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Prime Minister Justin Trudeau, seen here in Ottawa on Oct. 23, 2019, and his governing party have no representatives from the two provinces with the most at stake in the fight against climate change.Adrian Wyld/The Canadian Press

The federal election result on Monday has many stories to tell, but there are two that will shape the Trudeau minority government’s early days in power.

The first is that the majority of Canadians showed a democratic preference for parties that are committed to fighting climate change and which support the federal carbon-pricing regime.

Only the Conservatives campaigned against the carbon tax, and they got 34.4 per cent of the popular vote. Prime Minister Justin Trudeau and the Liberal Party will rightly continue making the reduction of greenhouse-gas emissions a priority, and he said as much in his first postelection news conference on Wednesday.

The second narrative is that of Western alienation. On Monday, the Liberals lost their handful of seats in Saskatchewan and Alberta, which means the governing party has no representatives from the two provinces with the most at stake in the fight against climate change.

The West’s feeling of being shut out is made worse by the fact the Liberals will have to rely on the NDP and Green Party for support in Parliament – two parties that want to see the oil sands closed down in short order – and on the Bloc Québécois, which is opposed to new pipeline construction.

A lot of the resurgent “Wexit” talk is over the top. It was particularly off-putting to see Saskatchewan Premier Scott Moe release a letter the day after the election in which he demanded that the Liberals cancel the federal carbon tax – as if the winning party would ever adopt the main plank of its defeated opponent.

And it has to be asked, what more could the Liberals do to assuage Alberta and Saskatchewan beyond purchasing the Trans Mountain pipeline, which the Trudeau government did, and approving its expansion, which it has also done (twice)? The Liberals expended immense political capital in the rest of the country, fighting for a pipeline that Alberta Premier Jason Kenney on Tuesday called his province’s “most important economic imperative,” and yet somehow it cost them seats in Saskatchewan and Alberta.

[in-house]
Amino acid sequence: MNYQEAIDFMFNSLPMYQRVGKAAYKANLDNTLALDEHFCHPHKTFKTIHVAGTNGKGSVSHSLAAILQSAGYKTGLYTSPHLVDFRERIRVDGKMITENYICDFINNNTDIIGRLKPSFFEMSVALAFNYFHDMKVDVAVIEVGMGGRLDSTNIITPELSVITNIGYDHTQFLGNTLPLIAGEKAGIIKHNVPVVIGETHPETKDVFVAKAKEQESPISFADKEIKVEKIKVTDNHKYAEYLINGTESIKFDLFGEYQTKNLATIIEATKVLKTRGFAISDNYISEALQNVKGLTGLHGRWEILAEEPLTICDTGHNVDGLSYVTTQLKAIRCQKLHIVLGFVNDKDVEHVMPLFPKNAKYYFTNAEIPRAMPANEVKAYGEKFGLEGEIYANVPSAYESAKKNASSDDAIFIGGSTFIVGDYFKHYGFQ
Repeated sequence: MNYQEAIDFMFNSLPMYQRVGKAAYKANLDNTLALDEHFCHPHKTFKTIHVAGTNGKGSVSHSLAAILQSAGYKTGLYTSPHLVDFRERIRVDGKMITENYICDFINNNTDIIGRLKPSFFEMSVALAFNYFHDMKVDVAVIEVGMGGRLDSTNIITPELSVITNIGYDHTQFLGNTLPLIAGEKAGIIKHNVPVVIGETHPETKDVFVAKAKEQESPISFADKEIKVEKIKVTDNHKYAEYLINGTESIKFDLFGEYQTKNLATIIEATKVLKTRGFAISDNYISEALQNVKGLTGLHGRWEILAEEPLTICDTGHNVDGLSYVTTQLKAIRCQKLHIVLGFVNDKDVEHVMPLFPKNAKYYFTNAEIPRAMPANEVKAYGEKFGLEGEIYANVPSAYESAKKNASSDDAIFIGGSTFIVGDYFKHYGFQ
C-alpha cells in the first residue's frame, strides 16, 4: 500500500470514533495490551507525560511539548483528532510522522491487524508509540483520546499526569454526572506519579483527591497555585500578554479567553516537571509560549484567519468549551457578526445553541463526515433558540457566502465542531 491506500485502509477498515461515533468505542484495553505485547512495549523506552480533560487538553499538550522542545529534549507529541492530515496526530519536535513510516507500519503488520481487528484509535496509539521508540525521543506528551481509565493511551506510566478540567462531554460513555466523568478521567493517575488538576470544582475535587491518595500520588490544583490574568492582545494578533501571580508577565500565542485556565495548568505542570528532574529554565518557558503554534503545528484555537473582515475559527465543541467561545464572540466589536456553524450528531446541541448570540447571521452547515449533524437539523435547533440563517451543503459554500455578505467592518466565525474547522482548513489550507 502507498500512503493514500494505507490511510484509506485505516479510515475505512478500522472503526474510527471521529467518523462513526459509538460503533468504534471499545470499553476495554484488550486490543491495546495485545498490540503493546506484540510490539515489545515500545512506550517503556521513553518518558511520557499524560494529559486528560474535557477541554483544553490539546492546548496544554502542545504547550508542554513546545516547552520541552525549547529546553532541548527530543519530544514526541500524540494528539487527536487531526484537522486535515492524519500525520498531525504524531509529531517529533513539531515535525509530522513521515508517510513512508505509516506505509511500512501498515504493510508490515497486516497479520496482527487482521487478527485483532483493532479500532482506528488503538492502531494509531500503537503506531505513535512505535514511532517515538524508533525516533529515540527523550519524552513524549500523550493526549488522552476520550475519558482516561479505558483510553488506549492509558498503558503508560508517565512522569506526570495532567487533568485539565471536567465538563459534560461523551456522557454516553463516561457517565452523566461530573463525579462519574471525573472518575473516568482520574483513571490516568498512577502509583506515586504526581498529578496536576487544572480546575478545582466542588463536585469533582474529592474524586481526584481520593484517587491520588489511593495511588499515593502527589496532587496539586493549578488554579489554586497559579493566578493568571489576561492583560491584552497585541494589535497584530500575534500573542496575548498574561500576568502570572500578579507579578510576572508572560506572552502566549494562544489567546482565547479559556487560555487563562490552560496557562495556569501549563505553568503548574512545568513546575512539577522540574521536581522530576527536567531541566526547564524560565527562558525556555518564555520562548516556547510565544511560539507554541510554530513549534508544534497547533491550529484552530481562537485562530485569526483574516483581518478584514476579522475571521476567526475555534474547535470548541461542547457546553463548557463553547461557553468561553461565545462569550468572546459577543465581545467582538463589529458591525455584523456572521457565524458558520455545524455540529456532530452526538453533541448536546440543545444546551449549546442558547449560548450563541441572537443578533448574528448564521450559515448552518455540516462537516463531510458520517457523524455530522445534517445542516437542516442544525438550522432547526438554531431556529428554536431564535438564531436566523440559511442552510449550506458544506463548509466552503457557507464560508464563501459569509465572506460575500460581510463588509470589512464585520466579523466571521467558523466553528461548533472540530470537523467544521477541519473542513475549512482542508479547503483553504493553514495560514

Still, it would be a mistake to dismiss the frustration of the West – not because “Wexit” is a threat to be taken seriously, but because the frustration is real and understandable.

Think about it. The federal carbon-pricing regime – which we support – targets the West’s chief resource. The tax’s goal is to encourage consumers to use less of it.

Yes, it’s fair to point out that the big oil producers support the carbon tax. Yes, it’s one of the most efficient ways of reducing emissions – something the planet must do.

But that does not change the hard fact that the carbon tax singles out one Canadian resource, mostly produced in one region of the country. That has to sting.

There is also the fact that the landlocked West is utterly dependent on the federal government to be able to ship its product to foreign markets via the most efficient and safe means available: pipelines. As Mr. Kenney said, expanding Trans Mountain is all that really matters at this point.

On Wednesday, Mr. Trudeau recommitted his government to completing Trans Mountain, whether the other parties in Parliament like it or not.

That’s a necessary commitment. It’s also a bold promise. It’s going to be very tough for Mr. Trudeau to balance his twin goals of fighting climate change and completing a state-owned pipeline that has been vilified by the very parties he will have to rely on for support in Parliament.

And it won’t pay off for him politically, either. Even if he built Trans Mountain with his bare hands, it might not win him any seats between the Rockies and Manitoba, while costing him seats in Ontario, Quebec and British Columbia.

He has to try, of course. It’s the job of the federal government to consider the competing demands of all the regions of Canada, and find a way forward that furthers the national interest.

Still, it wouldn’t hurt Mr. Kenney and others to acknowledge that the Liberals are the only party trying to balance the needs of Canada’s oil industry with the need to curb carbon emissions.

The Conservatives dropped the ball on climate change and have been sidelined as a result; the other parties are actively hostile to the oil patch. Funny, then, that the party Alberta and Saskatchewan voters rejected may turn out to be their best friend in Ottawa.

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